I did art at school then at college then at university because it was the easiest subject and the idea of having to get a fucking job was anathema to me. As I said earlier, like everyone I am lazy and short-sighted. I detested the idea of working, so I did everything I could to avoid it. I went to art school because I liked the look of several girls who went there. However, my ambitions in that direction came to naught. I ‘became an artist’ by accident.
How beneficial did you find art school to your development as an artist and to your career?
Hmm… I must have learned something. I learned how to print, but after college I was so poor for so long that when I eventually started printing again I had to re-learn it. I learned how to be very, very self-critical. That’s probably the most valuable thing. I met lots of fun people too, and there were some very beautiful hills to walk. And I learned how to exist with very little money, another invaluable lesson.
Did anyone, or any moment, ever discourage you from linking your ability to pay the rent with your artistic interests?
No, no-one, not even my girlfriend when we had one little child and another ‘on the way’. I think perhaps my mum may have worried on my behalf. But she never actually suggested that I should get a job. Just as well, really. It would only have led to a disagreement.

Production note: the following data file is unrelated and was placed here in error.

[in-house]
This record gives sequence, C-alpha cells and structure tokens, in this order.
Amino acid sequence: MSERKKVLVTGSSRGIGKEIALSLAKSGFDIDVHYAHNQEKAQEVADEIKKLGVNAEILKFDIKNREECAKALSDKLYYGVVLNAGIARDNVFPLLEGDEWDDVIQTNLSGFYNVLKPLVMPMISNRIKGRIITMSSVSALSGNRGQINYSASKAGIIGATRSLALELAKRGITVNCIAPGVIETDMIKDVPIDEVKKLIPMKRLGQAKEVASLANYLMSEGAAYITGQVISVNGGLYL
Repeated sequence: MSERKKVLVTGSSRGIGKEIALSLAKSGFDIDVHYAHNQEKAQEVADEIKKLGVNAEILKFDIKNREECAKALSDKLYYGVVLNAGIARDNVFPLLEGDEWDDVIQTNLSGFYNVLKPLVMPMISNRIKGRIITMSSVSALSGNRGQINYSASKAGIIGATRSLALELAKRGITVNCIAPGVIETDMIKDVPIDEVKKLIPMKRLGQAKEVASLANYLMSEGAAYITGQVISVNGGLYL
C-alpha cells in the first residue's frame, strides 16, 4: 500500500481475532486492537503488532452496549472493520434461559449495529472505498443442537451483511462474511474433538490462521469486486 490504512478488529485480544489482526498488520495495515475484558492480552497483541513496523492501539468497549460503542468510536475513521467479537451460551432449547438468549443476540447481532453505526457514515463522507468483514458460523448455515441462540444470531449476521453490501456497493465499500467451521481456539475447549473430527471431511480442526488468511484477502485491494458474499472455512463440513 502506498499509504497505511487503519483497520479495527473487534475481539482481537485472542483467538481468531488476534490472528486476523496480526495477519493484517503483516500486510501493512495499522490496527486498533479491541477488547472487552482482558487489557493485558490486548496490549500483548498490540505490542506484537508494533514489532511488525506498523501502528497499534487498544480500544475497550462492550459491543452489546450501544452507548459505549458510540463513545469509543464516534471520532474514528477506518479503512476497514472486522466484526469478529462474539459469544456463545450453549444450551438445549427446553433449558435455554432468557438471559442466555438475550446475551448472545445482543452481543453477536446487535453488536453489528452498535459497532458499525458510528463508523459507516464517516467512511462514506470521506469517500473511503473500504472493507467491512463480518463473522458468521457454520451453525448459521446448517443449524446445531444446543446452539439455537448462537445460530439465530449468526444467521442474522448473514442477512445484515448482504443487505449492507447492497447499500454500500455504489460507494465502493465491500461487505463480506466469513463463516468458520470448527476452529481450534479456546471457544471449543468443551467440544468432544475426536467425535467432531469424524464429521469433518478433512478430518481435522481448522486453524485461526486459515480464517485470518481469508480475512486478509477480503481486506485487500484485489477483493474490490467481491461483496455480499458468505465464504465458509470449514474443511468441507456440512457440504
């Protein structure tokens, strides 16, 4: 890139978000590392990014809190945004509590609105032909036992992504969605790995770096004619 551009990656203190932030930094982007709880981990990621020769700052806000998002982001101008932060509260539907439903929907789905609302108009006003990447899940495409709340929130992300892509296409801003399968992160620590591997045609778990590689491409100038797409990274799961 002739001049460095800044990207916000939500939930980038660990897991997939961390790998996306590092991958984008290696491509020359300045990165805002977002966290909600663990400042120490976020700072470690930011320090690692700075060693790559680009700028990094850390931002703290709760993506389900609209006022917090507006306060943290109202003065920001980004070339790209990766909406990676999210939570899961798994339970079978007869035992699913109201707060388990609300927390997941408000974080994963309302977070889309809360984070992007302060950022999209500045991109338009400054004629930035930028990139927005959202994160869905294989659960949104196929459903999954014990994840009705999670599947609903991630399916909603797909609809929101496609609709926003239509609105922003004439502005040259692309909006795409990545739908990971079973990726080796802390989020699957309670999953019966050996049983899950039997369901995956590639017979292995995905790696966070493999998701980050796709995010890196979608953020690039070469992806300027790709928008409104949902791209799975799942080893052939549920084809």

Before Radiohead, what were you doing for work? Did you have to supplement your income with a job you didn’t care about?
Well, in England at that time we still had the remnants of a very good Social Security system. It was frugal, but you could live quite well on it if you were careful. You still can, I’m told, but it’s got much much harder in the last fifteen years or so. Fortunately I lived in a very economically depressed area and all of my friends were in the same boat, if you’ll pardon the cliché. I have had many casual jobs and all of them were horrible in one way or another. Working at the Post Office was okay. I did consider becoming a postman. And I nearly became a tree surgeon as well. I liked tree surgery best. I liked the smell of sap and bark.
Were you ever worried that attaching yourself so closely to Radiohead would alter your position as an artist, or how your art is viewed, in a way less desired? That it may become part of a brand rather than art in its own right? Or that interest in your art the would be linked with the prominence or relevance or Radiohead?
No, not at all. I really like them all, and I really like what they do. It’s like being in a gang. I’m not at all bothered about ‘how’ my art is viewed, just that it is viewed. When I started working with them I was excited to be able to put my work out into record shops, which in those days I thought were way cooler than art galleries.
Getting back to your exhibition, the press release opens with “There is no future.” – do you believe this, or are you saying that the only future an acceptance of this idea?
There is no future, there is only the present. No-one seems to care much about the present.
Stanley Donwood’s solo exhibition is running until the 26th of May at Subliminal Projects – Shepard Fairey’s gallery space on Sunset Boulevard, Los Angeles. To find out more, visit his website: www.slowlydownward.com.